Improving the FPS of streaming video in Motion

Motion is a great software for streaming USB webcam, video capture or network camera input to Motion JPEG Video (MJPG). However when using this software on my Raspberry PI to monitor water level on an industrial plant I have found the video to stutter and slow down a lot when there was lots of action happening in the picture or something was moving.

The way Motion works is by capturing snapshots from the camera at every frame per second, and saving them to the working directory defined in the config. By default this directory is in /tmp/motion, however this quickly filled up my Raspberry Pi disk and slowed down the video feed due to the increased disk access times. Motion also fails to delete files from this directory whenever the feed slows down – it can’t keep up!

To resolve this we must move the working directory to a RAM disk, I used a 256MB RAM disk using tmpfs.

1. Open the file /etc/fstab, and add the following line. This can be done using nano, for example “sudo nano /etc/fstab”, paste the following line and press CTRL + X, then Y to save and close.

tmpfs   /motion    tmpfs    defaults,noatime,nosuid,mode=0755,size=256m    0 0

In the end your /etc/fstab file should look something like this:

2. Create the directory to mount this using the following command:

mkdir /motion

3. Mount this directory from fstab:

mount /motion
chown motion:motion /motion/

4. Open the configuration file for motion (nano /etc/motion/motion.conf), find the line target_dir (CTRL + W, target_dir), and change it to the following:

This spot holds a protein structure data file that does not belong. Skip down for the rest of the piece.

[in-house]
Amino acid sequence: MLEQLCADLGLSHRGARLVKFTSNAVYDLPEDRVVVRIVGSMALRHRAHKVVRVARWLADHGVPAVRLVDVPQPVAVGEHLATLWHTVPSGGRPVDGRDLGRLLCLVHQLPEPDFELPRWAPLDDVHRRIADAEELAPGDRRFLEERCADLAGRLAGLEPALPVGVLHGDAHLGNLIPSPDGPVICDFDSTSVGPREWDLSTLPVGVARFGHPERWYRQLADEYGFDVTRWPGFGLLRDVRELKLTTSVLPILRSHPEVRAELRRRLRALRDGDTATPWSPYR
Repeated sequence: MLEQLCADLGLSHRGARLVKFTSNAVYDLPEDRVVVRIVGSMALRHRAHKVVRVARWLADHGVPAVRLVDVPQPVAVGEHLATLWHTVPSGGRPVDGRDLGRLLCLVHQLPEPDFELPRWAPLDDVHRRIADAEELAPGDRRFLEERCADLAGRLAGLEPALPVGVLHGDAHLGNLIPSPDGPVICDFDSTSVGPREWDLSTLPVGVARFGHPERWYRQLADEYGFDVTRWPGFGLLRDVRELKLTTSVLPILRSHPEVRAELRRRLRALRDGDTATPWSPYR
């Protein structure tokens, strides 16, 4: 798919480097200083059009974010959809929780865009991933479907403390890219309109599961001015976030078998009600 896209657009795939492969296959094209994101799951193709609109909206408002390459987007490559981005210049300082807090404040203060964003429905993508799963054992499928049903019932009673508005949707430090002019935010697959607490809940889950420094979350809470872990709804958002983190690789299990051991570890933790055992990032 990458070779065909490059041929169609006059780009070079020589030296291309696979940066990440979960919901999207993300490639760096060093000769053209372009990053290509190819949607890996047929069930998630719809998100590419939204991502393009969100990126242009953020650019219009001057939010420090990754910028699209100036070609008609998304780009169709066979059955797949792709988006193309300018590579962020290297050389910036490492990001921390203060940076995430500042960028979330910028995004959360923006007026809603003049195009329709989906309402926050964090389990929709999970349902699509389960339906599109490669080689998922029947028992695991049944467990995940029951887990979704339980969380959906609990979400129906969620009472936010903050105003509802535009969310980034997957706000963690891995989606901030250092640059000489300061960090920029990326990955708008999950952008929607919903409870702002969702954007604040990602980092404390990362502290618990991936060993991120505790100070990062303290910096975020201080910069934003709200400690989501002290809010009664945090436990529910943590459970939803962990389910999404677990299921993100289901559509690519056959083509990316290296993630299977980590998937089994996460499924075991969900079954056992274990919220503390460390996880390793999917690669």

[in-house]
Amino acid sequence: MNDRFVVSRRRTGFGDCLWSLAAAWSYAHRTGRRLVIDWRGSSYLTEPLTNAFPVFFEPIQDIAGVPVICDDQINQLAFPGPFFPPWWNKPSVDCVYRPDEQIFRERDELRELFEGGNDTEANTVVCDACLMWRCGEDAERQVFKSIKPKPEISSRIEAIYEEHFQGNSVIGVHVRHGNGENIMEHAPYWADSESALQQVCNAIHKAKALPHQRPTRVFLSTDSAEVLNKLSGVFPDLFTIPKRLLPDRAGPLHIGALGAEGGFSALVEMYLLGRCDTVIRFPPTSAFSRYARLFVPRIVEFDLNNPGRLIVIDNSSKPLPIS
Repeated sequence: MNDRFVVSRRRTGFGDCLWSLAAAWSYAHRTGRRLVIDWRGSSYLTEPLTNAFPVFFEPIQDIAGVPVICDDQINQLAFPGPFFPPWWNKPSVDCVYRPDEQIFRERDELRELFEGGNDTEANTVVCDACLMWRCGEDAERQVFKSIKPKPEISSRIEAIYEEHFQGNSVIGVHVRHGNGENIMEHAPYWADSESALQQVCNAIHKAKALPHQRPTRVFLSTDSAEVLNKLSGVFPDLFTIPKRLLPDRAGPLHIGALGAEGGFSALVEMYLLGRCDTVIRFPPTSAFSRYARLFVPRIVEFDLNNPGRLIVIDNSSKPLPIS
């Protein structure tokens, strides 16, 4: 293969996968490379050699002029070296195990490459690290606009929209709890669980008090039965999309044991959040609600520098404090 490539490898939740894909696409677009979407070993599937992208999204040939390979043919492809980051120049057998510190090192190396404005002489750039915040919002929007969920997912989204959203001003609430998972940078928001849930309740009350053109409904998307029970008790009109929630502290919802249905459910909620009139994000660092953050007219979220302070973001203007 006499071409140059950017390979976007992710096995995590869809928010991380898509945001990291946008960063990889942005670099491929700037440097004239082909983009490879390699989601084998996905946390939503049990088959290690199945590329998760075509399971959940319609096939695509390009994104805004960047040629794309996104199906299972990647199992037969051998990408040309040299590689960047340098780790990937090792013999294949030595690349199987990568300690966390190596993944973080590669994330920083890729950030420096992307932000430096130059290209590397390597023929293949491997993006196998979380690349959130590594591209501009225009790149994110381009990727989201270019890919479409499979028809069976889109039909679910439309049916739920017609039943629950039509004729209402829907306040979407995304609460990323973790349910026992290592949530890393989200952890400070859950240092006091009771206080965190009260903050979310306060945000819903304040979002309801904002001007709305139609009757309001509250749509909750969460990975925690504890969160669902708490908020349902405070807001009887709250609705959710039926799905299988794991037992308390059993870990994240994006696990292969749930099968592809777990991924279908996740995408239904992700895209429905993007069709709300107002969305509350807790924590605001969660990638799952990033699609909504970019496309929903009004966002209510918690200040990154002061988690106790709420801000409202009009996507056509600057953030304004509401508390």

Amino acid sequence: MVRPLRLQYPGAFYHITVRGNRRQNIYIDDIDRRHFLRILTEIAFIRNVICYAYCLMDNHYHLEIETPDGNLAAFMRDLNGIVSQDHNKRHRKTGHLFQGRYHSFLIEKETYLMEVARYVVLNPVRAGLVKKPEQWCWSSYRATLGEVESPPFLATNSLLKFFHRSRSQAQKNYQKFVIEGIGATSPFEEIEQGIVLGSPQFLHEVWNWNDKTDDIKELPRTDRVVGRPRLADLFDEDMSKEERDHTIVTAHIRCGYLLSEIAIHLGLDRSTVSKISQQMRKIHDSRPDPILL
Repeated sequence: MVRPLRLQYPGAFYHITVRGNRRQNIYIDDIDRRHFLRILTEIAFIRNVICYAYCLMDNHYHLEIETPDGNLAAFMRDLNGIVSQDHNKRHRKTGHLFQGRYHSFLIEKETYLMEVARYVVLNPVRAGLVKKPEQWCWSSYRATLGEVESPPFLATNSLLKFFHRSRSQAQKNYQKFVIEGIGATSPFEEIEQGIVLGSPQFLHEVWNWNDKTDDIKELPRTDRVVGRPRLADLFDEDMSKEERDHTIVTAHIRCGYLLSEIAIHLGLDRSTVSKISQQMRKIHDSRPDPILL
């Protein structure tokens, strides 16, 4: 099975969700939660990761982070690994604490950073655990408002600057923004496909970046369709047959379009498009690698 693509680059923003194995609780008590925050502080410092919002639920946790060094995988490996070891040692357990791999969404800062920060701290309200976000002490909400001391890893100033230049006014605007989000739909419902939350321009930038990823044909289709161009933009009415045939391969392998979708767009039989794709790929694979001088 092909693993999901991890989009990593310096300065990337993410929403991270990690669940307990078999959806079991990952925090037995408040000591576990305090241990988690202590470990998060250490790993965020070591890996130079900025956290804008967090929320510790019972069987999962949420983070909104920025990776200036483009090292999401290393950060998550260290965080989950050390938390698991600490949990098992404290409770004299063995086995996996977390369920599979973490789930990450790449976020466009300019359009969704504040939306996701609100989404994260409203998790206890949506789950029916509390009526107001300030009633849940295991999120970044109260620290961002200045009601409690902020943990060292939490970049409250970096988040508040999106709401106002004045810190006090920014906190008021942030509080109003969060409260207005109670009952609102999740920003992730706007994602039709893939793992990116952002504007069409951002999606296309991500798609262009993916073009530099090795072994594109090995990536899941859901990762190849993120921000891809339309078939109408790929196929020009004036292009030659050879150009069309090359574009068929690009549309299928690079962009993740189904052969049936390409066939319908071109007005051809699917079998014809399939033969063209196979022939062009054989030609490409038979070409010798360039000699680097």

target_dir /motion

Your file should look something like this:

If needed, save and exit with Nano using CTRL + X, then press Y.

5. You should now be able to restart Motion with the command “service motion restart”, and enjoy faster FPS!

How to disable remote access on TP Link wireless routers

Surprisingly many TP Link routers allow remote access from all IP’s, with the username and password “admin”. Turning this off is simple!

1. To find out if you are effected by this, click on the link in https://linuxthefish.net/ipcheck.php. If you can see a TP-LINK login box, you are effected by this.

2. Login with the username “admin”, and the password “admin”. Once you have done this, select System Tools, then Password.

Enter “admin” into the old username and password fields, then enter a SECURE username and password into the 3 boxes titled “New User Name”, “New Password” and “Confirm New Password”. Once you have done this, click Save.

3. Click Security, then Remote Management. From here, change the “Remote Management IP Address Box” to 0.0.0.0

4. Click Save, then Reboot if prompted. Once rebooted, click the link in https://linuxthefish.net/ipcheck.php. If you can’t reach the page, then your router is now secure.

Leaving router access open to the world should NOT be done, as it can be used for malicious purposes – most routers are miniature Linux PC’s, and support running custom programs!